Good Things Come From Small Packages
Susan Jeanne Wohlitz entered the world tiny, stubborn, shy,
talented, and a fighter with big dimples. Not a pretty baby, her
concerned father, Jim said, “Aren’t girls supposed to be pretty?”
Well, we can all say that Susan blossomed into her own beauty.
Tiny until eighth grade,
the fighter in her held fast against a fair amount of teasing
which she made up for later!
The stubborn Susan came at an early age. She wanted things her
way. At three, she had frequent temper tantrums, which could
culminate into kicking and screaming on the floor. The
pediatrician told her parents that this was “normal” for a girl
and to ignore the behavior. Her mother, Barbara was not going to
buy into that and proceeded to spank her the next time it
happened. Susan never did it again.
At five, Susan wanted to have a plant in her bedroom. Mom and
Dad gave her one on the condition that she water and care for it
with their help. The next day, the poor plant was drowning in
water along with her bedroom and Susan flatly denying she ever
watered the plant. The truth was expected and she was to stay in
her room until the truth was told. Twelve stubborn hours later,
she refused to admit to watering the plant and the room. (She
never did admit it)
Growing up with her brother Mike in a neighborhood with lots of
children, adventurous Big Wheel races were the norm and Susan had
to be the fastest, challenging everyone. Several replacement
“Big” wheels were bought by Mom and Dad.
Shy Susan? Through eighth grade at St. Pius Elementary X School,
Susan was quite shy. Then the talented part started to show.
Dancing all venues, ballet (Pointe), tap, swing, and jazz from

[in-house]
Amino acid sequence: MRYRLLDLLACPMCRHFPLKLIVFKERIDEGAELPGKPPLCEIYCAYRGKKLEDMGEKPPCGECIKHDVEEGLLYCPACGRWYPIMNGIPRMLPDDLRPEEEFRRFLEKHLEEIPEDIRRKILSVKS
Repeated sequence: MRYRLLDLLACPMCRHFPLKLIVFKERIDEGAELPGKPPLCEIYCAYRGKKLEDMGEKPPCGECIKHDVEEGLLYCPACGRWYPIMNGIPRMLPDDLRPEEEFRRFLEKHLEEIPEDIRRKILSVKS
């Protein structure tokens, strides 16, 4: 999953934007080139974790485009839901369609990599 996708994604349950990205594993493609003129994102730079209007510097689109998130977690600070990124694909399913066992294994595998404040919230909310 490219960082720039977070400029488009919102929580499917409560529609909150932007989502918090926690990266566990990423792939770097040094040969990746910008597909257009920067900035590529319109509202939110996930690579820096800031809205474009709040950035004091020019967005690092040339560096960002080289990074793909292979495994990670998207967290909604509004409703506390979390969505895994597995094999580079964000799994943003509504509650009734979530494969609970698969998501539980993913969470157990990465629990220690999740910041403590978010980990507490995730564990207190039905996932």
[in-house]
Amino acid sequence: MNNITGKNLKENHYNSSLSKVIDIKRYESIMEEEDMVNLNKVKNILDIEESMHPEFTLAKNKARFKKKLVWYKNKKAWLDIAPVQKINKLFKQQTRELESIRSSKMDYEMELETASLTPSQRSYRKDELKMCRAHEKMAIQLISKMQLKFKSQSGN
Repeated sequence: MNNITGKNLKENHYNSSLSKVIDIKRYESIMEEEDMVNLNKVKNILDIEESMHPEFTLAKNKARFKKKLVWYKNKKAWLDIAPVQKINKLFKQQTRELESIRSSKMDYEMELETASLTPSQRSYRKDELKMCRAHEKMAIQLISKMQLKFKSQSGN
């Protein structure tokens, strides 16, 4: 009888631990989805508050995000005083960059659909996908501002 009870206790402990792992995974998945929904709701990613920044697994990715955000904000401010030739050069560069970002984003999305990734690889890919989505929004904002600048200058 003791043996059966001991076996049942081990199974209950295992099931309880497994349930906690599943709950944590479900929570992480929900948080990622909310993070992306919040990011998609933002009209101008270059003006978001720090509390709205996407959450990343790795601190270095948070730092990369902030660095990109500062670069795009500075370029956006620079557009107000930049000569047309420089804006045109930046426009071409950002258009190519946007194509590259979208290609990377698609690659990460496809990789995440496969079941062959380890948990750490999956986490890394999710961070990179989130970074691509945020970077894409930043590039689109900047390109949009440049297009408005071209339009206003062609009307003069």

kindergarten until high school dreaming of being a professional
dancer. She was just as versatile in sports: basketball,
softball, and soccer.
One year she was the only girl on an all boy team. Sure, she was
hassled by the male teammates, but to her fighting spirit, she
held her own, again. The hassling stopped once they realized she
was a decent player.
Sixth grade brought Susan’s first date (a double date).
What did she do? On her first date(double date)?
They went to a park and climbed trees! Great fun!
A desire to join band, Susan and her parents decided she would
play the flute. No... Too many flutes. A clarinet was the final
decision. Rarely practicing, she was terrible!
At the final band concert in eighth grade, Mom and Dad were a
little nervous. Many relatives were coming to see their concert
clarinetist. The band members filed on stage with Susan, sitting
in the first chair position, a position supposedly given to the
most talented. They thought, boy this group must really be bad!
Well, the concert was surprisingly enjoyable.
The concert over, Susan was congratulated on her being in the
first chair! She responded, “Oh, we just filed in wrong. I was
not supposed to be in that chair!”
When proud comments were made to no mistakes or squeaks heard,
she replied, “I sounded so good because I faked it!” She never
blew into the clarinet!
That was the last day of her distinguished clarinet career.
Attending Riverside University High School Susan was multi
talented participating in
cross-country, gymnastics, swing choir, and performing in several